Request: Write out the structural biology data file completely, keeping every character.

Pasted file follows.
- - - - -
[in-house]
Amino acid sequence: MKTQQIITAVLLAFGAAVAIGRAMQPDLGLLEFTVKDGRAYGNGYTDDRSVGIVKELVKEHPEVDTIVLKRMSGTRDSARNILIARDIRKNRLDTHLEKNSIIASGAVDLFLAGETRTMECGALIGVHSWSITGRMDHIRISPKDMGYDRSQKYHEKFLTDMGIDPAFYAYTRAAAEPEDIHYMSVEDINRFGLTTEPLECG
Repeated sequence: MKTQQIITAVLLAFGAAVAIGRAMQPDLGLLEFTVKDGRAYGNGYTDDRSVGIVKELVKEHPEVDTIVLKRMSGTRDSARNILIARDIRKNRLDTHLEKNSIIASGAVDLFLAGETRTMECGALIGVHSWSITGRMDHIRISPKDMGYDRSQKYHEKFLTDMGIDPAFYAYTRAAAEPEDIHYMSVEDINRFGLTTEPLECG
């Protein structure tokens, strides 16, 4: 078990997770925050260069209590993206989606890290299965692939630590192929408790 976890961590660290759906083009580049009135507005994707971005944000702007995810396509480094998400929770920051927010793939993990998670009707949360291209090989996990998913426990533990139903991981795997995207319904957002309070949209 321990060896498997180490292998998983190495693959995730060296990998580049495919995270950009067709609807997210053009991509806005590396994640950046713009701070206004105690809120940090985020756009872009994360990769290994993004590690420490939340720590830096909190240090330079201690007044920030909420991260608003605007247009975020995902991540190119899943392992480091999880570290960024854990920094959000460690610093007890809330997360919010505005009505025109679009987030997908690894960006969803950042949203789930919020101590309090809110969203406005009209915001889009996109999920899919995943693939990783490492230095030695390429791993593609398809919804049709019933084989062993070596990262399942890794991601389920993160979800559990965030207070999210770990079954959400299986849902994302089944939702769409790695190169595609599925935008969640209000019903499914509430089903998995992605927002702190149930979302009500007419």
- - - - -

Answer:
[in-house]
Amino acid sequence: MKTQQIITAVLLAFGAAVAIGRAMQPDLGLLEFTVKDGRAYGNGYTDDRSVGIVKELVKEHPEVDTIVLKRMSGTRDSARNILIARDIRKNRLDTHLEKNSIIASGAVDLFLAGETRTMECGALIGVHSWSITGRMDHIRISPKDMGYDRSQKYHEKFLTDMGIDPAFYAYTRAAAEPEDIHYMSVEDINRFGLTTEPLECG
Repeated sequence: MKTQQIITAVLLAFGAAVAIGRAMQPDLGLLEFTVKDGRAYGNGYTDDRSVGIVKELVKEHPEVDTIVLKRMSGTRDSARNILIARDIRKNRLDTHLEKNSIIASGAVDLFLAGETRTMECGALIGVHSWSITGRMDHIRISPKDMGYDRSQKYHEKFLTDMGIDPAFYAYTRAAAEPEDIHYMSVEDINRFGLTTEPLECG
């Protein structure tokens, strides 16, 4: 078990997770925050260069209590993206989606890290299965692939630590192929408790 976890961590660290759906083009580049009135507005994707971005944000702007995810396509480094998400929770920051927010793939993990998670009707949360291209090989996990998913426990533990139903991981795997995207319904957002309070949209 321990060896498997180490292998998983190495693959995730060296990998580049495919995270950009067709609807997210053009991509806005590396994640950046713009701070206004105690809120940090985020756009872009994360990769290994993004590690420490939340720590830096909190240090330079201690007044920030909420991260608003605007247009975020995902991540190119899943392992480091999880570290960024854990920094959000460690610093007890809330997360919010505005009505025109679009987030997908690894960006969803950042949203789930919020101590309090809110969203406005009209915001889009996109999920899919995943693939990783490492230095030695390429791993593609398809919804049709019933084989062993070596990262399942890794991601389920993160979800559990965030207070999210770990079954959400299986849902994302089944939702769409790695190169595609599925935008969640209000019903499914509430089903998995992605927002702190149930979302009500007419």